Using this model as a reference, its artificial neurons are then responsible for deciding whether and how distorted data signals can be repaired, essentially operating as ‘digital filters’. Another benefit of ANN is that it is of much lower complexity than state-of-the-art techniques, therefore offering an energy and cost efficient solution.

Today's state-of-the-art is simply not powerful and effective enough

Indeed, it is now possible to develop modems which incorporate ANN technology to provide consistent high-speed broadband connectivity. At CONNECT, the Science Foundation Ireland research centre for future networks in Dublin City University, we are working towards the commercialisation of this idea. Our work explores the use of ANN and other machine learning techniques in optical fibre telecommunications to tackle the random distortions in the network and substantially improve the signal transmission quality.

The impact of this work and further developments in machine learning could be significant. It could help with the connection of rural areas by facilitating the use of longer optical fibres without any additional hardware, and with an associated cost saving. This could also be of use in developing countries which, though not yet facing the capacity crunch, are increasingly networked and need affordable technologies to enable participation in the global economy.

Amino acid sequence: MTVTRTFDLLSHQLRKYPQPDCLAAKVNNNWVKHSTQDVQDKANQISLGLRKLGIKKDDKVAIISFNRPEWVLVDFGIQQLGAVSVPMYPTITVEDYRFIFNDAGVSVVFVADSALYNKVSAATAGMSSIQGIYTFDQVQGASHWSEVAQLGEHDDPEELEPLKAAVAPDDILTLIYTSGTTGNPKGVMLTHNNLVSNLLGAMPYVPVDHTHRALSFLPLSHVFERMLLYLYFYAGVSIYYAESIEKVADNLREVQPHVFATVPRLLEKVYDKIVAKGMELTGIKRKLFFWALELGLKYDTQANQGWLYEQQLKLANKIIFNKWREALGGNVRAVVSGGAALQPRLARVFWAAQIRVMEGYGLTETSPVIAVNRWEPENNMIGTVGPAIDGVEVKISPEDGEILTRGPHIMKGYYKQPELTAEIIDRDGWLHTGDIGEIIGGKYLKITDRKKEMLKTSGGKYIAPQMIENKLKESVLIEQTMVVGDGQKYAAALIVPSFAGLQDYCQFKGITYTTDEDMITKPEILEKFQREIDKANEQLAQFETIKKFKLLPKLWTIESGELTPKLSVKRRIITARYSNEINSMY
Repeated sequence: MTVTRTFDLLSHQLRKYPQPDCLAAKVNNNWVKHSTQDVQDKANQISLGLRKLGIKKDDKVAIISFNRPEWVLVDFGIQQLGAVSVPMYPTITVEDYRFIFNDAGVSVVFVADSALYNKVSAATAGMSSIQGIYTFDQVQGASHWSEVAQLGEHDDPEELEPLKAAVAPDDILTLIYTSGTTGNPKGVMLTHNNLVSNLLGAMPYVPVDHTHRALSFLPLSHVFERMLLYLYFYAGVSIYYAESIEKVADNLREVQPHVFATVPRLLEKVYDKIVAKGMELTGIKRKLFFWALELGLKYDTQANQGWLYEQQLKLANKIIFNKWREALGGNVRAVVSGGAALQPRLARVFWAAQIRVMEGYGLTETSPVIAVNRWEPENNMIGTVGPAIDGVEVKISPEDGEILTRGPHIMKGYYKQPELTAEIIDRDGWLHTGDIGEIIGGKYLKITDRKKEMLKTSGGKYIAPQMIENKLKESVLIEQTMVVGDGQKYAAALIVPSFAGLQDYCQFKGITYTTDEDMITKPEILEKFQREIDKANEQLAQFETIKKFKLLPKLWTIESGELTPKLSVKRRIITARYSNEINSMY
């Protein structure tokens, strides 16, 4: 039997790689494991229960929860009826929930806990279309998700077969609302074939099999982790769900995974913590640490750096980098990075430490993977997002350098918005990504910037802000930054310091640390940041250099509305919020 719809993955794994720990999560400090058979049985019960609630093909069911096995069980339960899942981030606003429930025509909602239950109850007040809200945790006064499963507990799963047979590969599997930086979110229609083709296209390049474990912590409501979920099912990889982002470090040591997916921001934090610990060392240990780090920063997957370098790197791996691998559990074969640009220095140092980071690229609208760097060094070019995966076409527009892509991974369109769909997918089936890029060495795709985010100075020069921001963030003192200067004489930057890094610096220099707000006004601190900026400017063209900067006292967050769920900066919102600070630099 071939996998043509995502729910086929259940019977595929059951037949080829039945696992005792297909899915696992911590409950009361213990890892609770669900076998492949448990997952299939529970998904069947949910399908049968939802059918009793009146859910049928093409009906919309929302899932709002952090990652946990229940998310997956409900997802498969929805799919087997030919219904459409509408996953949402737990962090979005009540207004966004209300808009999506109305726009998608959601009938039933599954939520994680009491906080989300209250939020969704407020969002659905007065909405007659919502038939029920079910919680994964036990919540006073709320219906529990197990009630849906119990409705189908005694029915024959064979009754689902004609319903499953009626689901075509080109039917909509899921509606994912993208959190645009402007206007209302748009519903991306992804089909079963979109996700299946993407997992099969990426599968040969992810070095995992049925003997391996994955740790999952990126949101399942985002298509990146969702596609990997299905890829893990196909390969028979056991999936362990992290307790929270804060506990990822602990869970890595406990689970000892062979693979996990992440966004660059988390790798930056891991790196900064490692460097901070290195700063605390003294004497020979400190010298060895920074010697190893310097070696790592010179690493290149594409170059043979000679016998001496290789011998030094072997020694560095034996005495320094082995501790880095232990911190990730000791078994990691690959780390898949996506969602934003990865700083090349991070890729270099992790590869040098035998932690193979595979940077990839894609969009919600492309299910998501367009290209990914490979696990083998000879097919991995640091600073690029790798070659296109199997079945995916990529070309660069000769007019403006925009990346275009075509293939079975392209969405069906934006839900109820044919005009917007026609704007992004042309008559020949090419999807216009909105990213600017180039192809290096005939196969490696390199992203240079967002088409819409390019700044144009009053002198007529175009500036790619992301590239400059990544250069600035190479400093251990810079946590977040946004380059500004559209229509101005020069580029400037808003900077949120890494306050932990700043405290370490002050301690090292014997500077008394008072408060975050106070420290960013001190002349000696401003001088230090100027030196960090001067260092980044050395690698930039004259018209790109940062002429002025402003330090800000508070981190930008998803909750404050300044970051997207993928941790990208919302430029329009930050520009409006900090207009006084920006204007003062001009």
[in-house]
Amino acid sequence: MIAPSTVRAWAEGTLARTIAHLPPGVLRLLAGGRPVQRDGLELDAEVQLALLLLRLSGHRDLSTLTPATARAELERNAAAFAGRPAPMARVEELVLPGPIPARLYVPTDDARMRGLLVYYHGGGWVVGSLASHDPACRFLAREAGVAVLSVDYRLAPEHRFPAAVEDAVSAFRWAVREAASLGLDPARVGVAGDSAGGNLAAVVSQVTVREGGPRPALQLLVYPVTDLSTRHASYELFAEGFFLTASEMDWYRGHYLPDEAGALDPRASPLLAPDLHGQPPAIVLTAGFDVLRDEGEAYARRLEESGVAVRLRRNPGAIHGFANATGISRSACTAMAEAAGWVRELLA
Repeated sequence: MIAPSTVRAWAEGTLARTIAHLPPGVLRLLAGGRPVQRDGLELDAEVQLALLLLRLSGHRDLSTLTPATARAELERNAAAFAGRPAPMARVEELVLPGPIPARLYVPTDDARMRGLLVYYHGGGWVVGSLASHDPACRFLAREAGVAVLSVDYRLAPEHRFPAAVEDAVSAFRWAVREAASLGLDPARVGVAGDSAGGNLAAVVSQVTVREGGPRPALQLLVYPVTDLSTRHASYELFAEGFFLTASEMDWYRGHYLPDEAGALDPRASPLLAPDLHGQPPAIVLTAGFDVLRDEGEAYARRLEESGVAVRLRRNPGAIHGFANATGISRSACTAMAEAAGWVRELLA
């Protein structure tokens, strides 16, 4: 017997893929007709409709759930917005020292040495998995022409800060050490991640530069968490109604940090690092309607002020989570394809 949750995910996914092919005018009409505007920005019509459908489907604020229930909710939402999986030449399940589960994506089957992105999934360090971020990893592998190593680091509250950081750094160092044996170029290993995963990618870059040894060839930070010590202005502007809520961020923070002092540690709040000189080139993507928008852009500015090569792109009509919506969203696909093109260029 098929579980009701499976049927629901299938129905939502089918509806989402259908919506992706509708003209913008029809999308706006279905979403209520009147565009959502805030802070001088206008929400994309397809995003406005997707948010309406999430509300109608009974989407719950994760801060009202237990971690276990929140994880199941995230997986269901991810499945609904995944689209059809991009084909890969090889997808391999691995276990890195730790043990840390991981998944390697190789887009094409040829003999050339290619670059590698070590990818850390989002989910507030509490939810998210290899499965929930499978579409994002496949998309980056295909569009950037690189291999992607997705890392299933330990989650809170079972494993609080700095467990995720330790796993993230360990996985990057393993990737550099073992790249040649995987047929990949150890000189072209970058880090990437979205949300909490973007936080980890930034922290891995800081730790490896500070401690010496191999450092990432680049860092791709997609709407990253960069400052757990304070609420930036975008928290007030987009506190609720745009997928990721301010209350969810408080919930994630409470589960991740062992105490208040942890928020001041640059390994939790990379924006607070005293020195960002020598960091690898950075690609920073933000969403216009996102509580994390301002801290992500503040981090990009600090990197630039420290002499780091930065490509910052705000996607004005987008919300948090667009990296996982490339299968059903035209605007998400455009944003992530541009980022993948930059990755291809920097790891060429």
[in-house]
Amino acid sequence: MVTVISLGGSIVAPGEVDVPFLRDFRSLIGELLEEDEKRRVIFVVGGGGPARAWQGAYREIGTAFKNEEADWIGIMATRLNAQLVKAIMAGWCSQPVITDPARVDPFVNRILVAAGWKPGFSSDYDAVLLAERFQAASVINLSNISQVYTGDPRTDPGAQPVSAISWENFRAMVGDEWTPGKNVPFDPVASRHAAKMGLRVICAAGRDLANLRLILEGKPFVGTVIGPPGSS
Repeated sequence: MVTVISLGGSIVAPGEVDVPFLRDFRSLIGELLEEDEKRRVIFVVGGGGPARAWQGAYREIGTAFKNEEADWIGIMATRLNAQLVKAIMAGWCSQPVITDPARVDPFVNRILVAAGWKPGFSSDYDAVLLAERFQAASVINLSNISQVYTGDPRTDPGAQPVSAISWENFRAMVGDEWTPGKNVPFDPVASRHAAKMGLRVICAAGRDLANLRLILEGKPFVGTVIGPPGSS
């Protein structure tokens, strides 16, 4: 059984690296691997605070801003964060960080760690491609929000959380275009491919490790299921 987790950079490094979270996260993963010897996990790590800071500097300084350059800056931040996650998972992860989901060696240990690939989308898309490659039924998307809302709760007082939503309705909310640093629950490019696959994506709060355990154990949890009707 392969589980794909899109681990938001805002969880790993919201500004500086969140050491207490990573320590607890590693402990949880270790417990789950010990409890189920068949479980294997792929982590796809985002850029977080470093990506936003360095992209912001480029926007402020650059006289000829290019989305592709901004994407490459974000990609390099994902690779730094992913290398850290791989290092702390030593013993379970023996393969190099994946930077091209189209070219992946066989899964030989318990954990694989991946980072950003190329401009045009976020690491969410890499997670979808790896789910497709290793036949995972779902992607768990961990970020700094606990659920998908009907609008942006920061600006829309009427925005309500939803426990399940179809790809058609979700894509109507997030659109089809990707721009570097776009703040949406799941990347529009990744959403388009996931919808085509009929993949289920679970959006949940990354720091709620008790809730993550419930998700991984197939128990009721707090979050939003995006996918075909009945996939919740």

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Machine learning is also expected to be the key to sustaining a low-latency telecommunication network. The ability to process a huge volume of data with minimal delay, known as ‘low latency’, is at the heart of 5G - the next generation of mobile communications networks. Machine Learning will be key to sustaining this and enabling the two-way communications which will be essential for smart city applications such as driverless cars.

Though machine learning has been implemented already in certain areas, such as in medical diagnosis, robotics, and marketing, its application to the world of telecommunications will be more challenging because of the time-critical nature of typical communications: machine learning has only milliseconds to respond when a problem is encountered, for instance, when a stock-trading financial transaction is taking place.

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Therefore, more research is required regarding practical machine learning algorithms that can analyse huge and complex data while delivering accurate results at a faster rate. Machine learning methods have the potential to replace traditional communications and signal processing systems in the future: today’s state-of-the-art is simply not powerful and effective enough.

Machine learning looks set to shift from a position of prominence to one of dominance in this space.

CONNECT will host a summer school on Machine Learning for Communication Systems and Networks at Trinity College Dublin between September 2nd and 4th

The views expressed here are those of the author and do not represent or reflect the views of RTÉ